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Ali Akbar Salehi

September 15, 2010 | By Borzou Daragahi, Los Angeles Times
The upcoming launch of Iran's Bushehr nuclear power plant has sparked fresh worries in the Persian Gulf about a possible atomic accident, but also will usher in an era of business opportunities for the oil-rich and strategically vital region. Most experts see little chance of a Chernobyl-like accident at Bushehr that would spread a vast radioactive cloud. But gulf residents remain concerned about what they describe as a lack of transparency on the plant and the safety records of Iran as well as Russia, which completed the plant and will help run it for at least a year.
November 6, 2003 | From Times Wire Reports
A senior Iranian envoy acknowledged that his country made "mistakes" in reporting past nuclear activities but insisted that suspicions that it was trying to make atomic arms were unfounded. Ali Akbar Salehi, Iran's chief delegate to the Vienna-based International Atomic Energy Agency, said an accord opening Tehran's programs to full scrutiny would be ready soon. Iran handed over what it said was a complete declaration of its nuclear activities just days before an Oct. 31 deadline.
September 8, 2003 | From Times Wire Reports
Iran's chief delegate to the U.N. atomic agency warned the U.S. and other nations ahead of a meeting today that nuclear tensions could grow if they press Tehran too hard to open its programs to inspectors. Ali Akbar Salehi said Iran is open to negotiating on inspections with the International Atomic Energy Agency but indicated the offer could be pulled if today's IAEA board meeting "disrupted the whole process."
September 30, 2003 | From Associated Press
Iran acknowledged Monday that additional traces of weapons-grade uranium had been found on its soil but argued that they came from abroad on contaminated equipment. The United States and some of its allies have accused Tehran of running a secret nuclear weapons program. Iran is facing an Oct. 31 deadline to give a full accounting of its nuclear activities, set by the International Atomic Energy Agency board of governors. If the board rules at its Nov.
October 19, 2003 | From Times Wire Services
Iran began formal talks Saturday with the International Atomic Energy Agency on tougher inspections of its nuclear sites, where Washington suspects atomic weapons could be made. The talks with the United Nations nuclear watchdog agency "may take several days, [but] I'm optimistic that [we] will reach an agreement," said Ali Akbar Salehi, Iran's representative to the organization. The IAEA has set a deadline of Oct. 31 for Iran to prove it has no secret program for producing nuclear weapons.
September 13, 2003 | From Times Wire Services
The United Nations' nuclear watchdog on Friday set an Oct. 31 deadline for Iran to prove that it has no secret atomic weapons program, prompting Tehran's chief delegate to threaten "a deep review" of cooperation with the agency. If the International Atomic Energy Agency board rules at its next meeting in November that Iran did not meet the resolution's demands, it could find Tehran in noncompliance with the Nuclear Nonproliferation Treaty banning the spread of nuclear weapons. The U.N.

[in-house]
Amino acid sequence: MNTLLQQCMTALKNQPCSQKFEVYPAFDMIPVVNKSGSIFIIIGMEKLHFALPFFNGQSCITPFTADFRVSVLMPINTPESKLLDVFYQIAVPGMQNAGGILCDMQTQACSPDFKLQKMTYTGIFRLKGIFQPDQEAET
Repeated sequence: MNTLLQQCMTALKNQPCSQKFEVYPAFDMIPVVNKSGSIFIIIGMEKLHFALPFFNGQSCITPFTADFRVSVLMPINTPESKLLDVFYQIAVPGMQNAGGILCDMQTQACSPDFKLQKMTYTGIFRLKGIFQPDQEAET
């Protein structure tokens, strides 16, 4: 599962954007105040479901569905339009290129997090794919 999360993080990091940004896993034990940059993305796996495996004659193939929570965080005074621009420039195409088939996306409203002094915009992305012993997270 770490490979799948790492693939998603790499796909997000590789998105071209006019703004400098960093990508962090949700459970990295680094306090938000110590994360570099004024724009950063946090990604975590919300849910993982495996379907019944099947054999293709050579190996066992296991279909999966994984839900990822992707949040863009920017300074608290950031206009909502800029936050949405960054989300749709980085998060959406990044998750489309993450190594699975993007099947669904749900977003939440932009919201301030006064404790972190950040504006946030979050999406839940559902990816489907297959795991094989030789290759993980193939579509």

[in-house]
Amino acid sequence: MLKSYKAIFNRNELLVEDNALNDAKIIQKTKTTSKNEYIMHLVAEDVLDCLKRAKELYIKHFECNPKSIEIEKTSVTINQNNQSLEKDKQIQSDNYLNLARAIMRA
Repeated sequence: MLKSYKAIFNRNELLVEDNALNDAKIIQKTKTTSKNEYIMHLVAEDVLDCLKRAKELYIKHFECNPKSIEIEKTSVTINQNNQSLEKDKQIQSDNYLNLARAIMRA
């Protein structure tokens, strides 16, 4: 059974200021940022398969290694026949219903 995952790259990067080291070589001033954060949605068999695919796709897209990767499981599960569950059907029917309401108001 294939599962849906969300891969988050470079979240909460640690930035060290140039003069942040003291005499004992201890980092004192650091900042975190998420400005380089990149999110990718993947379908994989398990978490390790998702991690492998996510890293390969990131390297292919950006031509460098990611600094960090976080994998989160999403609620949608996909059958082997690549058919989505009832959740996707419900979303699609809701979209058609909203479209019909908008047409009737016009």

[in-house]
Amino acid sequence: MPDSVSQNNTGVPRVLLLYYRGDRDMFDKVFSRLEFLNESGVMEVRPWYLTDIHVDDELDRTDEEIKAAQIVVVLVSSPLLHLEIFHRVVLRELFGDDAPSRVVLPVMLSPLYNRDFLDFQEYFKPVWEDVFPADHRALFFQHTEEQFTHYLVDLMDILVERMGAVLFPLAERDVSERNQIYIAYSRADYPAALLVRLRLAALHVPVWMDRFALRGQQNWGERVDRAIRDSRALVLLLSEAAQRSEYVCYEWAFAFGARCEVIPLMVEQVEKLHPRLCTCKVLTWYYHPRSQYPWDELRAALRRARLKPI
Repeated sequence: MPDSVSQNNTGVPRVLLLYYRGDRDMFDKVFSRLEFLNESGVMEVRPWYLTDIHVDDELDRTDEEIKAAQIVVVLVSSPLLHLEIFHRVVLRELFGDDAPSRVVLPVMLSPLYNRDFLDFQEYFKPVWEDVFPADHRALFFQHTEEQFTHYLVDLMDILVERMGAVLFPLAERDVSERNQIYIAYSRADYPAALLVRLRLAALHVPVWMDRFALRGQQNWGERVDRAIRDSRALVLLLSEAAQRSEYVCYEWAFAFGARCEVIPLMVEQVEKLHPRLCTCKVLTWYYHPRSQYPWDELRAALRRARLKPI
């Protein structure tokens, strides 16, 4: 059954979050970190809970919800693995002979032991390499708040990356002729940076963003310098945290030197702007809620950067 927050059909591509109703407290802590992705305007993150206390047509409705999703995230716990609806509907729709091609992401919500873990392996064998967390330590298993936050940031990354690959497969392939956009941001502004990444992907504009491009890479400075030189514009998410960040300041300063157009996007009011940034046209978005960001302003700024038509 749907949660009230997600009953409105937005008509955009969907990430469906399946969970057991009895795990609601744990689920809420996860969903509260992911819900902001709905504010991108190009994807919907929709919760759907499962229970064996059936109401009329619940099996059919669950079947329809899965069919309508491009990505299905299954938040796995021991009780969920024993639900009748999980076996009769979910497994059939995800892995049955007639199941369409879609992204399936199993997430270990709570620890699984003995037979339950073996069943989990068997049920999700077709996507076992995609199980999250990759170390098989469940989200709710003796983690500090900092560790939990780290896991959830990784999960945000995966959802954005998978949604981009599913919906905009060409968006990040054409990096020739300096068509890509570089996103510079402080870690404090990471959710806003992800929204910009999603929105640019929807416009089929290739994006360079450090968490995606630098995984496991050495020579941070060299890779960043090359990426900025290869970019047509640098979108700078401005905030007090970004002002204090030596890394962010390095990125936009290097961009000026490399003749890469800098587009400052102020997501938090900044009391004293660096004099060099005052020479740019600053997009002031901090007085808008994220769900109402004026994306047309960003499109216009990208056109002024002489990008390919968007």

October 5, 2010 | By Borzou Daragahi, Los Angeles Times
Iran's atomic energy chief said that a delay in the launch of the nation's first nuclear power plant was not caused by a powerful computer virus that has crippled data management systems around the world ? but his explanation may not have reassured Persian Gulf residents. Ali Akbar Salehi blamed a leak in the pool now holding the fuel rods for the Bushehr nuclear power plant. "A small leak was observed in a pool next to the reactor and was curbed," he said in comments over the weekend that were reported Monday by the official Islamic Republic News Agency.
September 23, 2003 | From Associated Press
Iran will scale back its cooperation with the International Atomic Energy Agency in response to the U.N. watchdog's Oct. 31 deadline for Tehran to prove that its nuclear programs are peaceful, Iran's representative to the agency said Monday. Ali Akbar Salehi said on state television that Iran had been allowing the IAEA more oversight than required under the Nuclear Nonproliferation Treaty "to show our goodwill and transparency.
November 8, 2011 | By Ken Dilanian, Los Angeles Times Staff Writer
The United Nations nuclear inspection agency has "serious concerns" about "possible military dimensions to Iran's nuclear program," according to a report released Tuesday. Citing a thousand pages of documents, satellite photos and intelligence information from 10 member states, the Vienna-based International Atomic Energy Agency says Iran has taken steps to develop a nuclear bomb, despite Iran's contention that its program is entirely for civilian purposes. "Credible ... information indicates that Iran has carried out activities relevant to the development of a nuclear explosive device," the report says.
April 23, 2013 | By Ramin Mostaghim and Emily Alpert
TEHRAN -- Iranian officials Tuesday scoffed at the idea that an alleged terrorist plot thwarted in Canada had been guided by Al Qaeda elements in Iran. “In my 64 years of age, I have not heard anything as ridiculous as this,” Iranian Foreign Minister Ali Akbar Salehi said, according to the official Islamic Republic News Agency. Foreign ministry spokesman Ramin Mehmanparast chimed in, deriding the alleged link as “part of Islamophobic and Iranphobic campaigns. " Canadian police said Monday that two suspects arrested Monday for allegedly plotting to derail a passenger train in the greater Toronto area had gotten “direction and guidance” from Al Qaeda elements located in Iran.
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